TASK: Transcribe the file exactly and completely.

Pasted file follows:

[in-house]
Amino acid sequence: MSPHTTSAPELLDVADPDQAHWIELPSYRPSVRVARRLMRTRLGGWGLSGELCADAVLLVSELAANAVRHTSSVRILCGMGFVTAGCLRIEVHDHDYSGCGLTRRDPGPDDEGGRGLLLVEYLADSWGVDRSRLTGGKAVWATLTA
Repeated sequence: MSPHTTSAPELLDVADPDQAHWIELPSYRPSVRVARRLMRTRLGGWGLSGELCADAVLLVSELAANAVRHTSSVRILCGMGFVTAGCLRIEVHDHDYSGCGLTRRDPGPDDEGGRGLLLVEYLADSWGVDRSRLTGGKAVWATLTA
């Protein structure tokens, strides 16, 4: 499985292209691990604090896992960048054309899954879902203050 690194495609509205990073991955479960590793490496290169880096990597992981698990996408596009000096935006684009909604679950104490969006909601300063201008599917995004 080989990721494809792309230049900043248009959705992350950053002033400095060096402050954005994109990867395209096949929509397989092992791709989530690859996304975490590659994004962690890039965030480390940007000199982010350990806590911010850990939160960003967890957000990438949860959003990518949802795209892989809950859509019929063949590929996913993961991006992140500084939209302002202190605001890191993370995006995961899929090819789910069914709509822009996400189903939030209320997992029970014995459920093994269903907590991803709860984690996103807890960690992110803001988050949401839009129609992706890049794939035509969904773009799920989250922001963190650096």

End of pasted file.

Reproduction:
[in-house]
Amino acid sequence: MSPHTTSAPELLDVADPDQAHWIELPSYRPSVRVARRLMRTRLGGWGLSGELCADAVLLVSELAANAVRHTSSVRILCGMGFVTAGCLRIEVHDHDYSGCGLTRRDPGPDDEGGRGLLLVEYLADSWGVDRSRLTGGKAVWATLTA
Repeated sequence: MSPHTTSAPELLDVADPDQAHWIELPSYRPSVRVARRLMRTRLGGWGLSGELCADAVLLVSELAANAVRHTSSVRILCGMGFVTAGCLRIEVHDHDYSGCGLTRRDPGPDDEGGRGLLLVEYLADSWGVDRSRLTGGKAVWATLTA
């Protein structure tokens, strides 16, 4: 499985292209691990604090896992960048054309899954879902203050 690194495609509205990073991955479960590793490496290169880096990597992981698990996408596009000096935006684009909604679950104490969006909601300063201008599917995004 080989990721494809792309230049900043248009959705992350950053002033400095060096402050954005994109990867395209096949929509397989092992791709989530690859996304975490590659994004962690890039965030480390940007000199982010350990806590911010850990939160960003967890957000990438949860959003990518949802795209892989809950859509019929063949590929996913993961991006992140500084939209302002202190605001890191993370995006995961899929090819789910069914709509822009996400189903939030209320997992029970014995459920093994269903907590991803709860984690996103807890960690992110803001988050949401839009129609992706890049794939035509969904773009799920989250922001963190650096």